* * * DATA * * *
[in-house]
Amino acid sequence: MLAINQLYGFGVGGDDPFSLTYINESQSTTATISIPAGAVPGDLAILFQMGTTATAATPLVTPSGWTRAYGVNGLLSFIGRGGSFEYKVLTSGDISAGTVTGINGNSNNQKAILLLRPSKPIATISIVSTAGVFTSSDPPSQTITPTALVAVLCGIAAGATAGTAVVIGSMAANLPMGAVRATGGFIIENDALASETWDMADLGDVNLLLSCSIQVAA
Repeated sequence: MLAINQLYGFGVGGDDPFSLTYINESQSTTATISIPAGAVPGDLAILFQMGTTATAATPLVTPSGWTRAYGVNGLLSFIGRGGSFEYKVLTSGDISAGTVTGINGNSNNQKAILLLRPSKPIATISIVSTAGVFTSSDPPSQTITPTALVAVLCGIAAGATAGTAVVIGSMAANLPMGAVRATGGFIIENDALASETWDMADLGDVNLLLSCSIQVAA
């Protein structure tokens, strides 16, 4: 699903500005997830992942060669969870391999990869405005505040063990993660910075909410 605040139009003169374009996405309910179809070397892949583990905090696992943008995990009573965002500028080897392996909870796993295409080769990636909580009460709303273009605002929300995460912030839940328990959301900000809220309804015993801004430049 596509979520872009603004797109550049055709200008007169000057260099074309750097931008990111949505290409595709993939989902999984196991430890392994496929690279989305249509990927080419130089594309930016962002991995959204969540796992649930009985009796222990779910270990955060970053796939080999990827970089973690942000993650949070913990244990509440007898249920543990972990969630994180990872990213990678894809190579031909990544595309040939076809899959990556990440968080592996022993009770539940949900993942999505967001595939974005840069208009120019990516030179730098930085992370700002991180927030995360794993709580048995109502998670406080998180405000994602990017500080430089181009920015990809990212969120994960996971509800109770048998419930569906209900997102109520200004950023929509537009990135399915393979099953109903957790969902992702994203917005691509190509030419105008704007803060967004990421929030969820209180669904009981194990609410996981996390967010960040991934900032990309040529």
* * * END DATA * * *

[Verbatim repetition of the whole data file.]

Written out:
[in-house]
Amino acid sequence: MLAINQLYGFGVGGDDPFSLTYINESQSTTATISIPAGAVPGDLAILFQMGTTATAATPLVTPSGWTRAYGVNGLLSFIGRGGSFEYKVLTSGDISAGTVTGINGNSNNQKAILLLRPSKPIATISIVSTAGVFTSSDPPSQTITPTALVAVLCGIAAGATAGTAVVIGSMAANLPMGAVRATGGFIIENDALASETWDMADLGDVNLLLSCSIQVAA
Repeated sequence: MLAINQLYGFGVGGDDPFSLTYINESQSTTATISIPAGAVPGDLAILFQMGTTATAATPLVTPSGWTRAYGVNGLLSFIGRGGSFEYKVLTSGDISAGTVTGINGNSNNQKAILLLRPSKPIATISIVSTAGVFTSSDPPSQTITPTALVAVLCGIAAGATAGTAVVIGSMAANLPMGAVRATGGFIIENDALASETWDMADLGDVNLLLSCSIQVAA
């Protein structure tokens, strides 16, 4: 699903500005997830992942060669969870391999990869405005505040063990993660910075909410 605040139009003169374009996405309910179809070397892949583990905090696992943008995990009573965002500028080897392996909870796993295409080769990636909580009460709303273009605002929300995460912030839940328990959301900000809220309804015993801004430049 596509979520872009603004797109550049055709200008007169000057260099074309750097931008990111949505290409595709993939989902999984196991430890392994496929690279989305249509990927080419130089594309930016962002991995959204969540796992649930009985009796222990779910270990955060970053796939080999990827970089973690942000993650949070913990244990509440007898249920543990972990969630994180990872990213990678894809190579031909990544595309040939076809899959990556990440968080592996022993009770539940949900993942999505967001595939974005840069208009120019990516030179730098930085992370700002991180927030995360794993709580048995109502998670406080998180405000994602990017500080430089181009920015990809990212969120994960996971509800109770048998419930569906209900997102109520200004950023929509537009990135399915393979099953109903957790969902992702994203917005691509190509030419105008704007803060967004990421929030969820209180669904009981194990609410996981996390967010960040991934900032990309040529």